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Johns Hopkins Malaria Research Institute


DNA sequencing unveils workings of malaria recurrence in low parasitemia infections 

New scientific insights into malaria recurrence in low parasitemia infections is due to relapse rather than infection, determined by DNA sequencing.



The fight against malaria is often described as a game of catch up, as the malaria parasite adapts and evolves to resist drug treatment and, in some cases, even diagnosis. Understanding the parasite on a molecular level, therefore, is becoming increasingly important, and one the ways of doing this is to look at the parasite’s DNA. DNA sequencing is a tool that reveals the order of bases - the chemical building blocks of life - in a particular segment of DNA. When applied to the single cells of P. vivax parasites, new insights were uncovered. Recurrence of symptoms in patients with low parasitemia malaria infections and not treated with primaquine, even after many months, was due to relapse rather than reinfection. The researchers also identified several mutations which could confer drug resistance and escape from natural or vaccine immune responses.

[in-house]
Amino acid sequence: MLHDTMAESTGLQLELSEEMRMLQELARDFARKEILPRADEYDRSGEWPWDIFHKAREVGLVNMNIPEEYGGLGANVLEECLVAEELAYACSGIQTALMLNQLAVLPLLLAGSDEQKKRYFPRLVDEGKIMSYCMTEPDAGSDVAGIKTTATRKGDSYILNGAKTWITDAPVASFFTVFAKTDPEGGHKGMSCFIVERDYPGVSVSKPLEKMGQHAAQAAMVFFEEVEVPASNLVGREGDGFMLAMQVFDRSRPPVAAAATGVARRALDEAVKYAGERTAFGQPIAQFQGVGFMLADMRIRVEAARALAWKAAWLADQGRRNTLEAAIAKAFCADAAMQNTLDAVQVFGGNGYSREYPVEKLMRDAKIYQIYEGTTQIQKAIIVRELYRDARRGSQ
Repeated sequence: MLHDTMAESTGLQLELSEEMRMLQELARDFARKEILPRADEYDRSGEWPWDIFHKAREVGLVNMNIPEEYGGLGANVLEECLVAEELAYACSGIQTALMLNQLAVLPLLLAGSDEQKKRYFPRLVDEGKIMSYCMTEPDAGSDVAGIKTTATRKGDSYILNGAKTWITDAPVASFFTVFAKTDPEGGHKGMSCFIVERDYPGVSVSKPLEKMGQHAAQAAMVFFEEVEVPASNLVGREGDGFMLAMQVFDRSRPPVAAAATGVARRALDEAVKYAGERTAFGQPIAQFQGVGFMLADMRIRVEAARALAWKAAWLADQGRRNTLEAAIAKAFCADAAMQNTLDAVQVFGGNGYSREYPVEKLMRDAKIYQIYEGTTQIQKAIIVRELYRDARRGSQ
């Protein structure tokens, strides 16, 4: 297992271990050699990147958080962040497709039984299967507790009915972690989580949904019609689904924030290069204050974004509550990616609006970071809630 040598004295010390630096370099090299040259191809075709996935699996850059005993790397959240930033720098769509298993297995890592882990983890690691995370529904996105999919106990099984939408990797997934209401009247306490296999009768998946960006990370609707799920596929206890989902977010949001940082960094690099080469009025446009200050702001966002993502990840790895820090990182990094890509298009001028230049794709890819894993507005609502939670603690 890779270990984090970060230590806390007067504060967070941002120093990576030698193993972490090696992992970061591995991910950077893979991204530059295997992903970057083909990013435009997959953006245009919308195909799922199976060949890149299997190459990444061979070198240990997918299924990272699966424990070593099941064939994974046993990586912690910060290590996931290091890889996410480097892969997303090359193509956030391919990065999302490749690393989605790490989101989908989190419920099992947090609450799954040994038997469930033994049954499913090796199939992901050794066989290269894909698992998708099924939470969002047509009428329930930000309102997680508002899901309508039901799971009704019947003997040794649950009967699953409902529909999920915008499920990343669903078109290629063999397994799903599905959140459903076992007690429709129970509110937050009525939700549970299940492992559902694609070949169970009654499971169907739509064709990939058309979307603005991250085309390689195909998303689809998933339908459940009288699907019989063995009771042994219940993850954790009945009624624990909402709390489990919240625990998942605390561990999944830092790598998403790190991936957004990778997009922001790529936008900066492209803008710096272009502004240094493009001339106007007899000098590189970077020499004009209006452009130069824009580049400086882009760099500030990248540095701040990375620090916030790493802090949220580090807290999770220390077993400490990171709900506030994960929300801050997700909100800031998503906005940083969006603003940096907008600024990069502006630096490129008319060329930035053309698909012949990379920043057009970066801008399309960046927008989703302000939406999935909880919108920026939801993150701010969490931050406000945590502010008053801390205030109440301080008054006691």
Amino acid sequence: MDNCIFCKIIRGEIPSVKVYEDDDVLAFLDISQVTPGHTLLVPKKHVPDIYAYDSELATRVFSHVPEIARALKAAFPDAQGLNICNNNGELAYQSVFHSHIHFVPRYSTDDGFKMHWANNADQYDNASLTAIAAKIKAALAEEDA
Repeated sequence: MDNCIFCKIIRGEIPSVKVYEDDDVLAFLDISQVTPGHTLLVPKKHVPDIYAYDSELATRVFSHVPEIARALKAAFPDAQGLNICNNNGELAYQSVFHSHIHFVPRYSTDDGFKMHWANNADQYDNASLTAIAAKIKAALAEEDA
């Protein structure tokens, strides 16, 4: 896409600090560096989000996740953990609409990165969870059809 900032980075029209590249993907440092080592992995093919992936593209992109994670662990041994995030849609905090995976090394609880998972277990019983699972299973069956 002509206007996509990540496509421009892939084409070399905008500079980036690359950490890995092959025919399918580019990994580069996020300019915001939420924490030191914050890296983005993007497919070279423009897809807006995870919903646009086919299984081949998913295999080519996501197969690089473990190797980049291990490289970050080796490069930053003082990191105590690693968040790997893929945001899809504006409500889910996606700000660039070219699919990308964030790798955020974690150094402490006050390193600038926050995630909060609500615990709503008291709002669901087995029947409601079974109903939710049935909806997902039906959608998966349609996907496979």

Single-genome sequencing reveals within-host evolution of human malaria parasites